The BEST gluten-free pancakes you’ll ever try! This easy-to-follow recipe makes light and fluffy pancakes. Mix all the ingredients together in one bowl. No whipping eggs or buttermilk needed.
These pancakes are for everyone. Dairy-free and egg-free variations are included with the recipe.
Looking for a gluten-free and grain-free pancake recipe? Try these fluffy almond flour pancakes or these cute coconut flour pancakes.
This recipe for gluten-free pancakes is so easy you can make a batch while still half asleep. Grab a bowl, whisk everything together, and cook. That’s it! No whipping egg whites. Not buttermilk. Just light and fluffy pancakes that gluten-free eaters will gobble up.
Gluten-Free Pancakes: Key Ingredients.
- Gluten-Free Flour. To make life easy, this recipe uses a gluten-free flour blend. Unlike wheat flour, gluten-free flour blends vary greatly from brand to brand. This recipe was developed with Bob’s Red Mill 1:1 Gluten-Free Flour blend.
- Granulated Sugar. A little granulated sugar helps the pancakes to brown and adds a touch of sweetness.
- Baking Powder. The fluffy texture of these pancakes comes from baking powder. Always use fresh baking powder. The container should have an expiration date on it. If you’re unsure about its freshness, test it. Stir one teaspoon of baking powder into a half cup of hot water. The mixture should bubble immediately.
- Salt. A little salt helps to bring out the flavor of the pancakes. Without it, the pancakes taste bland. Use table salt (fine salt) for this recipe. It blends easily into the batter.
- Milk. Any milk works. If you want to make gluten-free and dairy-free pancakes, use your favorite dairy-free milk.
- Egg. One large egg helps to give the pancakes structure and flavor.
- Oil or Melted Butter. The best pancakes are a little rich and tender. This richness comes from the egg yolk and the addition of oil or melted butter. Oil works great for dairy-free pancakes (and you don’t have to melt it!) and butter, whether traditional or dairy-free, adds flavor. If you’re using melted butter, allow it to cool a little before adding it to the batter.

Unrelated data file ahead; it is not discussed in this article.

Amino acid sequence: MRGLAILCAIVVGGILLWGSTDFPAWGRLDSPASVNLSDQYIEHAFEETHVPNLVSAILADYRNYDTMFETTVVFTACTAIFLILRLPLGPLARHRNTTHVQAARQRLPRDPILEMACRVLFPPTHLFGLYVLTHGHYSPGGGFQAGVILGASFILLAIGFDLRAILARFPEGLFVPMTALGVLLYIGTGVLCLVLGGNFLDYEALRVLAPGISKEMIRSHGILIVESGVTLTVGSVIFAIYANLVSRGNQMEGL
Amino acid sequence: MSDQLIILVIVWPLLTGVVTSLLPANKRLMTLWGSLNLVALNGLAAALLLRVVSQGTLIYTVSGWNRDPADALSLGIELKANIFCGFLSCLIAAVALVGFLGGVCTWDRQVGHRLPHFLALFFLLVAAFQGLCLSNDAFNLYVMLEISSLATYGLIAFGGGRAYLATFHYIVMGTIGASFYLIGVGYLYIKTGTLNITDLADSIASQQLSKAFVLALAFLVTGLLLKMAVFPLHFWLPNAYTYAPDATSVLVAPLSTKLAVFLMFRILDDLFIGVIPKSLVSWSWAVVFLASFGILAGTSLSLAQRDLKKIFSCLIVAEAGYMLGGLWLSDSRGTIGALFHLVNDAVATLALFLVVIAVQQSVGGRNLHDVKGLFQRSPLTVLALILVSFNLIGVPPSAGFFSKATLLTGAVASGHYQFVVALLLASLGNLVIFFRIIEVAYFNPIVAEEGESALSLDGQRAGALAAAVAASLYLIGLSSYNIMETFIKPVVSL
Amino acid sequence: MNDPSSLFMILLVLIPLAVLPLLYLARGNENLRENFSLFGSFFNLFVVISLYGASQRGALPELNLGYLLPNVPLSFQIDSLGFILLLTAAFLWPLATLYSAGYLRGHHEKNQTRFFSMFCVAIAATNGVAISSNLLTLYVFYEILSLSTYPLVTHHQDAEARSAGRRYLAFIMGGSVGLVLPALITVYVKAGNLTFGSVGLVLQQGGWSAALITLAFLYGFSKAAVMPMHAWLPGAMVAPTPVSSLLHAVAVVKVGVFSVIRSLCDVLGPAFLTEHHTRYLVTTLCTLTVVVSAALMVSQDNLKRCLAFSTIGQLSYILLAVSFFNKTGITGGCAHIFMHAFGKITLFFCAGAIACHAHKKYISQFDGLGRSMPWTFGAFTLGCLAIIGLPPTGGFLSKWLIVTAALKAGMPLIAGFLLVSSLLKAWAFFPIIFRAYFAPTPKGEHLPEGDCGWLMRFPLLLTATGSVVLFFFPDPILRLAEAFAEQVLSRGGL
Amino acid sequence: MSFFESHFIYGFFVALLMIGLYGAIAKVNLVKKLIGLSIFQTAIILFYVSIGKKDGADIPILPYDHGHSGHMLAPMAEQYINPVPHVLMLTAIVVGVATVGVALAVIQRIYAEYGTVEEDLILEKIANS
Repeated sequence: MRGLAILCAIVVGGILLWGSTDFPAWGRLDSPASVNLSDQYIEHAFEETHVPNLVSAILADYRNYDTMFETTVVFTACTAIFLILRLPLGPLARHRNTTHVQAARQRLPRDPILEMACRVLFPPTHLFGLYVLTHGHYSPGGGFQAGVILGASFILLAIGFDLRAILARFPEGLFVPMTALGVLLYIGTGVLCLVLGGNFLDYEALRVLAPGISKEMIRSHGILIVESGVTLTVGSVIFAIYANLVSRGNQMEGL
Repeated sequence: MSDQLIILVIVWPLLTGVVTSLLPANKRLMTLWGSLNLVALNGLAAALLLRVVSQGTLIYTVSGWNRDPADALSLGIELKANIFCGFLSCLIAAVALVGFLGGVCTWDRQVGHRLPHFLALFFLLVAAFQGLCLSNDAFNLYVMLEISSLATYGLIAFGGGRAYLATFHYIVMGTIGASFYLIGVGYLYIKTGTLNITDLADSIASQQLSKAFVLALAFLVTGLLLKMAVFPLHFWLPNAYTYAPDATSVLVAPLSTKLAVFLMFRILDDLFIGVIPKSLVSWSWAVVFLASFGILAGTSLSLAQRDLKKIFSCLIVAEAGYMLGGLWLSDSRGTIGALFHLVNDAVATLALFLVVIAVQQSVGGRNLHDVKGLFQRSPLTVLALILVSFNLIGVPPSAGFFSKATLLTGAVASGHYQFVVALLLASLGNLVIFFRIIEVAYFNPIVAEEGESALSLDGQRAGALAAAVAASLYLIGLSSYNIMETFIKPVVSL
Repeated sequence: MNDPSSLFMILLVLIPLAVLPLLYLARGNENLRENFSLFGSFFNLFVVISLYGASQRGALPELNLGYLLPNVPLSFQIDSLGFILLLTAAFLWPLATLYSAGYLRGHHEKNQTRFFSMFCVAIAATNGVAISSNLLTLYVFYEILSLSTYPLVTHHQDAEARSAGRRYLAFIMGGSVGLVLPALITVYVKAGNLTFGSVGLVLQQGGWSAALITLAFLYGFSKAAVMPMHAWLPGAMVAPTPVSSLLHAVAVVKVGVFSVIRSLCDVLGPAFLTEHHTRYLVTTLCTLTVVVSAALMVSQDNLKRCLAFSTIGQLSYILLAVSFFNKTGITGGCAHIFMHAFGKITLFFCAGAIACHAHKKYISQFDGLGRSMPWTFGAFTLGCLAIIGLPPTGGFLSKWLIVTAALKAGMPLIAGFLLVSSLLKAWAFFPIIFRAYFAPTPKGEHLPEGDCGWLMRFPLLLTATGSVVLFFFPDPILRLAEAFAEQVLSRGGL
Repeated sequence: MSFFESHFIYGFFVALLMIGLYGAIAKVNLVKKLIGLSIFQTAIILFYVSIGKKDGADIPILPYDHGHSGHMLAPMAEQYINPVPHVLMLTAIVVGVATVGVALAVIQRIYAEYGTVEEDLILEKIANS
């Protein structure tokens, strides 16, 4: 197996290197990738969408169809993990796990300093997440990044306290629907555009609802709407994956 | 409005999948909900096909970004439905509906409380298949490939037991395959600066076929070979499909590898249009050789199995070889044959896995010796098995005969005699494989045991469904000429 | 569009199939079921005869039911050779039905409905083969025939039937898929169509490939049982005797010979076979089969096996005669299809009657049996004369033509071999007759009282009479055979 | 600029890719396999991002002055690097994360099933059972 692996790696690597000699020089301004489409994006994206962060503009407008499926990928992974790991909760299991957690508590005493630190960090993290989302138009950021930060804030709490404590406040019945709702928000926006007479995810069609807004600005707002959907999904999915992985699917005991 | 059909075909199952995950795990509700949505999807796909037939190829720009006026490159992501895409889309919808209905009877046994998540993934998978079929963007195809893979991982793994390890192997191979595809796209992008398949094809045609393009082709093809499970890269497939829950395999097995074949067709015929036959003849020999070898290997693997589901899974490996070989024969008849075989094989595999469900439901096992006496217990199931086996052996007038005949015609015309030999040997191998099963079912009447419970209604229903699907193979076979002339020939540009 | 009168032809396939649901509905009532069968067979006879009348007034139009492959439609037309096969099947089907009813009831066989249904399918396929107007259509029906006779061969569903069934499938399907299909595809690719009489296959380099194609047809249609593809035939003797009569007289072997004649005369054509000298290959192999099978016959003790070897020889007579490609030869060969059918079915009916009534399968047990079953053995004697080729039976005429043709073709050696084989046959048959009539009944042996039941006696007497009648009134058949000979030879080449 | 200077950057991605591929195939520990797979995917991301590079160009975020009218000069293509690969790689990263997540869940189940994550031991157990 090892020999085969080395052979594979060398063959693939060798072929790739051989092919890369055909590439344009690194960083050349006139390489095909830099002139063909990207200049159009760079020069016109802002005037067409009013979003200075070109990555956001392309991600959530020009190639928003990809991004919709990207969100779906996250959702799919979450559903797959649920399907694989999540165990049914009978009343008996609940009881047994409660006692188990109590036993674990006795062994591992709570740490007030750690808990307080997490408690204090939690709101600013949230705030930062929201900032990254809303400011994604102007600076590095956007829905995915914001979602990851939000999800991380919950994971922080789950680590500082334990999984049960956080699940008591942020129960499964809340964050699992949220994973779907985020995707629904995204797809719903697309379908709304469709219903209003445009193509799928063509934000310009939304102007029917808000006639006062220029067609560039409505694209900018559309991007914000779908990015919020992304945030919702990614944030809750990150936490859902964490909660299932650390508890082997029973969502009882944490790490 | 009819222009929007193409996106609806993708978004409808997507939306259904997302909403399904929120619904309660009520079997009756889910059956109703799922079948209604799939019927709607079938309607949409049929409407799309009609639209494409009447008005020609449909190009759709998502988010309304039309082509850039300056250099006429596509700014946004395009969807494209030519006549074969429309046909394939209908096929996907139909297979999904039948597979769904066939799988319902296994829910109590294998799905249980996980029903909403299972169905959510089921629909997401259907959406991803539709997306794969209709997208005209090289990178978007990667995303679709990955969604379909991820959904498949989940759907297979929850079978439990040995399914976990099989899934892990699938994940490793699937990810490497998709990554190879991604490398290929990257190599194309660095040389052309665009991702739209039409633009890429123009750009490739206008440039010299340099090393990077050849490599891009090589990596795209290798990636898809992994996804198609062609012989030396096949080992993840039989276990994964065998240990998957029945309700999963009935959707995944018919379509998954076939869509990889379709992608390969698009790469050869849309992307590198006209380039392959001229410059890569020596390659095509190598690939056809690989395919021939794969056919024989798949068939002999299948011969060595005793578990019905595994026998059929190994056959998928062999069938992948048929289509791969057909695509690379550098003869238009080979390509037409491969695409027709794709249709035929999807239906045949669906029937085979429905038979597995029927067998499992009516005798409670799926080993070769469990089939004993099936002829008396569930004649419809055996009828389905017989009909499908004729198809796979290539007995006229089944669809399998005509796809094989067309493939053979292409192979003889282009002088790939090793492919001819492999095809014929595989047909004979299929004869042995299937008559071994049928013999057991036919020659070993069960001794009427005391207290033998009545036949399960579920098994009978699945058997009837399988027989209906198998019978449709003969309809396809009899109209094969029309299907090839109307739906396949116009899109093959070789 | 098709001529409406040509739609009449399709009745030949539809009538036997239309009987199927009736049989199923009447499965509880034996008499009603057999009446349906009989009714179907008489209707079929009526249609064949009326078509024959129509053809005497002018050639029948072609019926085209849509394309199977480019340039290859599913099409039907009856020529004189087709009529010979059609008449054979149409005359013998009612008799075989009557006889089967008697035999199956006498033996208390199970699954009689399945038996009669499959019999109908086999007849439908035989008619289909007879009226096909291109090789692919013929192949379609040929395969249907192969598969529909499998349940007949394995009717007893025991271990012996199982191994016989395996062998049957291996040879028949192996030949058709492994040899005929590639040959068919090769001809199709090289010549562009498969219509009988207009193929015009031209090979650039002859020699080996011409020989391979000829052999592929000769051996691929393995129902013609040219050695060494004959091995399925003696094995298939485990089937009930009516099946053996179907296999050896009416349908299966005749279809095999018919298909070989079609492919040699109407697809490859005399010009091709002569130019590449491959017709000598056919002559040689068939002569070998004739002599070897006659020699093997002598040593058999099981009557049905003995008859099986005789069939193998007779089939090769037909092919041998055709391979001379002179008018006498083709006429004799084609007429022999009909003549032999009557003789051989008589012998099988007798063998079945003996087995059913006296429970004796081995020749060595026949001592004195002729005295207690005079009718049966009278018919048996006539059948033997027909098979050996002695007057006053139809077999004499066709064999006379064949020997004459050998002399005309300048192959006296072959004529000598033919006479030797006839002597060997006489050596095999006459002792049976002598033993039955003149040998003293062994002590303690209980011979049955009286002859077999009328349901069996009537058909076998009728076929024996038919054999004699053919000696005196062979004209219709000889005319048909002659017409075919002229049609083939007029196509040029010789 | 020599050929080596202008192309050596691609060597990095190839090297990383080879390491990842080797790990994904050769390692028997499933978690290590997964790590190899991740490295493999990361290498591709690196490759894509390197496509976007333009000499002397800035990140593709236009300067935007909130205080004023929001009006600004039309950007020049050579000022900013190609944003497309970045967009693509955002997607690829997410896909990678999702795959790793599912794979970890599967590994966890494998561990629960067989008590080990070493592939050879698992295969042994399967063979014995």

- Vanilla Extract. The half teaspoon of vanilla extract is totally optional. I like the flavor it brings to the pancakes. I think it makes them taste more pancake-y. Lemon or almond extract are also great in pancakes.
Steps for Success.
1. Make the Batter.
Grab a large bowl and whisk the dry ingredients together. Doing this mixes the baking powder throughout the gluten-free flour, making sure each pancake is light and fluffy. It’s a simple but important step.
Add the wet ingredients. Mix the batter until smooth. It should be thick but easily drop from a spoon. Run a rubber spatula along the bottom and sides of the bowl. Sometimes gluten-free flour clings to the bowl and doesn’t mix into the batter. If you see a clump of dry flour, mix it gently into the batter.
2. Let the Batter Rest.
After mixing, let the batter rest (sit on the counter) for between 5 and 15 minutes. This rest doesn’t just give you time to sip coffee. It also helps the gluten-free flours and starches fully absorb the liquid in the batter. Why does this matter? It improves the pancake’s texture, making it less gritty, and the pancakes spread less on the griddle.
The batter thickens as it rests. If after resting the batter is too thick to drop from a spoon, stir in a tablespoon or so of milk.
3. Cook on a Hot, Greased Griddle.
A nonstick or cast-iron griddle is the perfect pan for pancakes. Its flat, even surface and lack of sides makes it easy to flip the pancakes.
Before cooking, heat and grease the griddle. If you cook pancakes on a cold pan, they won’t brown or rise nicely.
Heat the griddle to about 350 degrees. If you’re using an electric griddle, it’s easy to know when it reaches the right temperature. But how can you tell if you’re using the stove? Do the water test. Place a few drops of water on the pan. They should bubble and then disappear. If the water sits on the griddle for more than a few seconds, the pan isn’t hot enough. If the water sizzles and quickly disappears, it’s probably too hot.
4. Test the Batter.